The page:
Context: Electives commonly represent a valued, enjoyed and formative part of medical training. However, there is little empirical evidence about students' preparedness, practices and perceptions of medical electives in resource-poor settings. Exploring what students do, why and under what circumstances is therefore worthwhile.
Objectives: This study aimed to evaluate students' views on the processes, outcomes and impacts of medical electives in three low-income countries.
Methods: A qualitative study using purposeful sampling and semi-structured interviews was conducted. Participants were 29 Western students on medical electives at seven host sites in sub-Saharan Africa. A framework approach was used to analyse 872minutes of audio-recorded data.
Results: Students were highly positive about their experiences and seemed aware of their clinical limitations. Pre-departure training offered by some institutions was beneficial, but the content was perceived to be of little clinical relevance. Language barriers were the main challenges faced by students, even in places where English was the second language. Students who stayed longer, were nearer qualification or were based in rural units (rather than teaching centres) contributed more to patient care. Supervision was considered adequate but this appeared to be judged in a local context. Deliberate inappropriate practice was not encountered, but on occasion misunderstanding arose over the student's status.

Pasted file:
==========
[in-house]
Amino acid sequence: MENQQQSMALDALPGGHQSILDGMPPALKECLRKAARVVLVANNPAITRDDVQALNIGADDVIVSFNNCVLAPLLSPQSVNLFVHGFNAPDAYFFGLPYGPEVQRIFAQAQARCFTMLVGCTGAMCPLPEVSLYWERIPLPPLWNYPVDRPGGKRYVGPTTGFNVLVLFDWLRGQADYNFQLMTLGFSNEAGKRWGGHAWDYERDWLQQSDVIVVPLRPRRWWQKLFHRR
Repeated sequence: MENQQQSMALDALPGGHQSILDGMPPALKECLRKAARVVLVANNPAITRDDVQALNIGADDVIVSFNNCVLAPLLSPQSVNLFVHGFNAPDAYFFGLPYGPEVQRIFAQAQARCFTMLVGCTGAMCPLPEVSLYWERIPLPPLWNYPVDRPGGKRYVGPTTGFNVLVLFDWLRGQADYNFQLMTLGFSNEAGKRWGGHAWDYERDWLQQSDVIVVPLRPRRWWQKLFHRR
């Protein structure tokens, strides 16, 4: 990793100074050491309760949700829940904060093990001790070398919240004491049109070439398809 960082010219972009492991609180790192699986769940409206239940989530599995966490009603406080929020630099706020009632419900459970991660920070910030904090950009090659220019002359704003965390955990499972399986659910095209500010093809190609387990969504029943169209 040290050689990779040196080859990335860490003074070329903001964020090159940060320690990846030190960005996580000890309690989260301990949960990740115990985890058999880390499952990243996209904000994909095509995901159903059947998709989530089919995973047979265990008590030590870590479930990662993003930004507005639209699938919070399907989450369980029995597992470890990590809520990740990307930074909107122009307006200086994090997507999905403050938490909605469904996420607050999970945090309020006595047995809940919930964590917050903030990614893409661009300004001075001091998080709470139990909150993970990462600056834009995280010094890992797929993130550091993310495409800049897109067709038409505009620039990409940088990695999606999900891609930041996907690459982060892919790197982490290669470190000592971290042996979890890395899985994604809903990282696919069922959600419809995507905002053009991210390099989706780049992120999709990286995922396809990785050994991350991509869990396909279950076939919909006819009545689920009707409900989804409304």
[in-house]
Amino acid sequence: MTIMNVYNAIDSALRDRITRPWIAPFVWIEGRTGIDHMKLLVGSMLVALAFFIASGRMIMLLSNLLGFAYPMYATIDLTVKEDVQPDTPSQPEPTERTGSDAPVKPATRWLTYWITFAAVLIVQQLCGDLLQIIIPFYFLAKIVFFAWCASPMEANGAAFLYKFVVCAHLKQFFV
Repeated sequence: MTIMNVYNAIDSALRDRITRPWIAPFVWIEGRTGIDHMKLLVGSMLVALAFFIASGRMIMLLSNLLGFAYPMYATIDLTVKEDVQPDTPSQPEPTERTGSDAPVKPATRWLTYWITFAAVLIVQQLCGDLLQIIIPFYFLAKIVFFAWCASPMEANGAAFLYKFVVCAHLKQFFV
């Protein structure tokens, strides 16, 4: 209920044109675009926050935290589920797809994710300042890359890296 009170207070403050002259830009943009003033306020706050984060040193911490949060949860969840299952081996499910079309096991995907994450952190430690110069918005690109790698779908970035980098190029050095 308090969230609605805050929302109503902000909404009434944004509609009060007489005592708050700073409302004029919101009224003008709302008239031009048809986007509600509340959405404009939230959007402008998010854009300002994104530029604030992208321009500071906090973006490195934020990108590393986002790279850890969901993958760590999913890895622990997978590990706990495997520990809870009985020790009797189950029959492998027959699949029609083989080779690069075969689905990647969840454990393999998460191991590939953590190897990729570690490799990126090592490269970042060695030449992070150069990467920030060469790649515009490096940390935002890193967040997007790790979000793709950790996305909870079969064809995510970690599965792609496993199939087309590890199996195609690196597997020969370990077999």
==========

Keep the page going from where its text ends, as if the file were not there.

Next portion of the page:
Conclusions: Students who undertake electives in resource-poor countries appear to have clearly thought out and positive intentions, but current systems cause concern with reference to student activities and staff time, and require improvement. Instead of focusing on education benefits alone, students (and their sending institutions) need to consider other approaches through which host communities can more clearly benefit. Effective pre-departure preparation should become a requirement.